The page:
Stress and Aging
Feeling a little STRESSED lately?
Common sense tells you that people under stress age faster, doesn't it? We know stressed-out people LOOK older. They look haggard. Their posture changes. Who knows what else?
Well, I'll tell you what else. You'll want to listen up, because now science has proof of what we've suspected all along.
A group of scientists decided it was time to figure out how stress gets "under the skin" (as they put it)[*]. To do that, they isolated a small piece of DNA protein known as the telomere.
Stay with me for just a moment as I explain, as I understand it, the function of the telomere in maintaining your health. The telomere is responsible for keeping chromosomes stable as they divide during normal cellular metabolism. Each time a chromosome divides, a little tiny bit of its telomere drops off. Because of this quality, the telomere is a good marker for a cell's biological (versus chronological) "age."
We all know that certain diseases are more common in older people than in younger ones. One of the reasons for that has to do with the "age" of the tissues involved. And that is determined, at least in part, by the condition of your telomeres.
Both the telomere itself and its related enzyme (telomerase, which protects telomere length) are affected by the cellular environment. Specifically, they're affected by oxidative stress. (The same kind of oxidative stress that anti-oxidant nutrients relieve.) Oxidative stress is related to psychological stress.
Stress and the aging process
The scientists set up an experiment to test their theory that chronic psychological stress would lead to shortening of the telomeres, accelerating the body's aging process.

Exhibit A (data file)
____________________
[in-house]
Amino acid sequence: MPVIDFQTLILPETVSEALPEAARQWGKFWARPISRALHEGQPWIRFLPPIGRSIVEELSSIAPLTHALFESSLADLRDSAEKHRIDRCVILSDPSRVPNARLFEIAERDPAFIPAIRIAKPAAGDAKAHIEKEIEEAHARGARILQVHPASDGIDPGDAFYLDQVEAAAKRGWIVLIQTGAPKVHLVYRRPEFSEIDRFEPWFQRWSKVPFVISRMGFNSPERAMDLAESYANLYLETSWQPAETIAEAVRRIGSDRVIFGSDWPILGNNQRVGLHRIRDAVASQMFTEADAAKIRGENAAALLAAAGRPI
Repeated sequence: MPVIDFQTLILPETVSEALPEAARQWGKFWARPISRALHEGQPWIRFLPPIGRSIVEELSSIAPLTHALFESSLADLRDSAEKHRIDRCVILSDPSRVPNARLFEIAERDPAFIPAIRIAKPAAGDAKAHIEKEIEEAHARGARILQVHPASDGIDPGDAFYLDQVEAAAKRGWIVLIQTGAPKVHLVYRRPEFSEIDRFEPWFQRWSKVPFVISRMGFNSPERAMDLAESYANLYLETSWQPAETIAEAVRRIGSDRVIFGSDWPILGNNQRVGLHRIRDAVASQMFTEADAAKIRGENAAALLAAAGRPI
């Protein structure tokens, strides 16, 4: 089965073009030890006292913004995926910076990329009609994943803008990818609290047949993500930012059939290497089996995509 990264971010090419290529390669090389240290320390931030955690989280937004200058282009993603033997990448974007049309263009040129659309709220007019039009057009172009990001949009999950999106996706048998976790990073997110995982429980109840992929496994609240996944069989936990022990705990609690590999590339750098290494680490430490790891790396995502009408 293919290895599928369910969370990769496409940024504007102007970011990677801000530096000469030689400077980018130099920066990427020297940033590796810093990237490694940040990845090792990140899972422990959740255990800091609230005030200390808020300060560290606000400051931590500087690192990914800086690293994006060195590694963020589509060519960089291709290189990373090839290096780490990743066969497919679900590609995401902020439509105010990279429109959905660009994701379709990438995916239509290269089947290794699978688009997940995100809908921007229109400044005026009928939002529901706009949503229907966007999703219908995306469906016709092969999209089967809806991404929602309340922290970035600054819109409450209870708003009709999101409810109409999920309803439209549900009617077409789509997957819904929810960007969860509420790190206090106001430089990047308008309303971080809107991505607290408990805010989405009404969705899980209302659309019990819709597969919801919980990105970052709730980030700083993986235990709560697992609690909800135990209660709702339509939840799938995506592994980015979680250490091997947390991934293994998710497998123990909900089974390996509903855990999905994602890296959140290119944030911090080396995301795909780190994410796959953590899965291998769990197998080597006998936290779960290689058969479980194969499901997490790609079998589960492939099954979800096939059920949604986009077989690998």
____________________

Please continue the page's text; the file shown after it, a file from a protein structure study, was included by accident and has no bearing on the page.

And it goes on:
They gathered a group of 58 women between 20 and 50 years of age and asked them to fill out a questionnaire on perceived stress. Each of the women had at least one child at home. To make things more interesting, 39 of them were the parent of a chronically ill child - these women were identified with the term "caregivers." (The researchers figured this factor would increase their stress!)
After controlling for factors like age and use of oral contraceptives, they found some very interesting results.
Within the caregiving group, the more years of caregiving, the shorter the telomere length.
Across both groups, women who reported higher levels of perceived stress had shorter telomeres. Perceived stress turned out to be a more reliable factor than their inclusion in the "caregiving" or "non-caregiving" group.
The women who reported higher perceived stress also had significantly higher Body Mass Indicator scores (they were more overweight).
By examining the amount of shortening in the telomeres, the scientists were able to estimate that the lymphocytes (part of the immune system) of the highest-stress group had aged prematurely by the equivalent of 9 - 17 years compared with the lowest-stress group.
Chronic or perceived psychological stress affected cellular aging in at least 3 different ways: immune cell function, oxidative stress, and activity of the enzyme telomerase.
While the scientists realize there is more exploration to be done, these findings are really significant!
Oh no! It's all in the perception!
Let me draw your attention to one obvious fact. Perceived stress was a more damaging factor than the objective measure (caregiving a chronically ill child) that the researchers had initially set up. That means that some members of the caregiver group who managed stress particularly well were not so adversely affected by their situations as less-effective stress managers in the control group.
As the scientists report, "Women with the highest levels of perceived stress have telomeres shorter on average by the equivalent of at least one decade of additional aging compared to low stress women. These findings have implications for understanding how, at the cellular level, stress may promote earlier onset of age-related diseases."
What does this say for you and me? Become an effective stress manager! I don't know about you, but I'd like to stick around healthy for another decade if I have the chance!
Take a deep breath and download the free guide "Transform Stress Into Power." You'll feel better!
[* Epel, E., Blackburn, E., Lin, J., et al. "Accelerated telomere shortening in response to life stress." PNAS December 7, 2004, vol 101, no. 49, pp. 17312-17315. http://www.pnas.org]
Elizabeth Eckert can help you explore how simple everyday choices create health - or undermine even the best of intentions. With a background that ranges from energy medicine to structural bodywork to developmental psychology, this "Stick-To-It Coach" has the experience to support you in creating the healthiest possible expression of - you!